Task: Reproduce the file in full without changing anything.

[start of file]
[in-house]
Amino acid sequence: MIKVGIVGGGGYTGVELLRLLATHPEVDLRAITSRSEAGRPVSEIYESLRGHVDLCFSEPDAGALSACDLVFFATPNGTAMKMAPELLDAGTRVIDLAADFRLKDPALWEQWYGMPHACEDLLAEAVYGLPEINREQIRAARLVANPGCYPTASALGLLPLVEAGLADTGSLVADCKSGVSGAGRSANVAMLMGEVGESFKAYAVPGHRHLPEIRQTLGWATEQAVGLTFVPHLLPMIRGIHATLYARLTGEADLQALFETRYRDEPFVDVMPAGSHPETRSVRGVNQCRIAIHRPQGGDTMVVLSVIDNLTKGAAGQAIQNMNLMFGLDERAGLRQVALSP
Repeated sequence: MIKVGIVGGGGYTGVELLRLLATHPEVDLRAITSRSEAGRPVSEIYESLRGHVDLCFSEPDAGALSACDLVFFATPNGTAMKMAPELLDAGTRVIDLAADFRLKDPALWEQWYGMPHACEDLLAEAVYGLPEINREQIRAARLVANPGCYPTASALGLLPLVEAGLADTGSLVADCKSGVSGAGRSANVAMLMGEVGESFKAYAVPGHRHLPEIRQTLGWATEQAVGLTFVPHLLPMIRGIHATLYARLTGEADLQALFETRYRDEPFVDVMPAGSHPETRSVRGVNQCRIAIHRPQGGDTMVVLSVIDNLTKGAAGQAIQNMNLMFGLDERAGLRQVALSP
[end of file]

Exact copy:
[in-house]
Amino acid sequence: MIKVGIVGGGGYTGVELLRLLATHPEVDLRAITSRSEAGRPVSEIYESLRGHVDLCFSEPDAGALSACDLVFFATPNGTAMKMAPELLDAGTRVIDLAADFRLKDPALWEQWYGMPHACEDLLAEAVYGLPEINREQIRAARLVANPGCYPTASALGLLPLVEAGLADTGSLVADCKSGVSGAGRSANVAMLMGEVGESFKAYAVPGHRHLPEIRQTLGWATEQAVGLTFVPHLLPMIRGIHATLYARLTGEADLQALFETRYRDEPFVDVMPAGSHPETRSVRGVNQCRIAIHRPQGGDTMVVLSVIDNLTKGAAGQAIQNMNLMFGLDERAGLRQVALSP
Repeated sequence: MIKVGIVGGGGYTGVELLRLLATHPEVDLRAITSRSEAGRPVSEIYESLRGHVDLCFSEPDAGALSACDLVFFATPNGTAMKMAPELLDAGTRVIDLAADFRLKDPALWEQWYGMPHACEDLLAEAVYGLPEINREQIRAARLVANPGCYPTASALGLLPLVEAGLADTGSLVADCKSGVSGAGRSANVAMLMGEVGESFKAYAVPGHRHLPEIRQTLGWATEQAVGLTFVPHLLPMIRGIHATLYARLTGEADLQALFETRYRDEPFVDVMPAGSHPETRSVRGVNQCRIAIHRPQGGDTMVVLSVIDNLTKGAAGQAIQNMNLMFGLDERAGLRQVALSP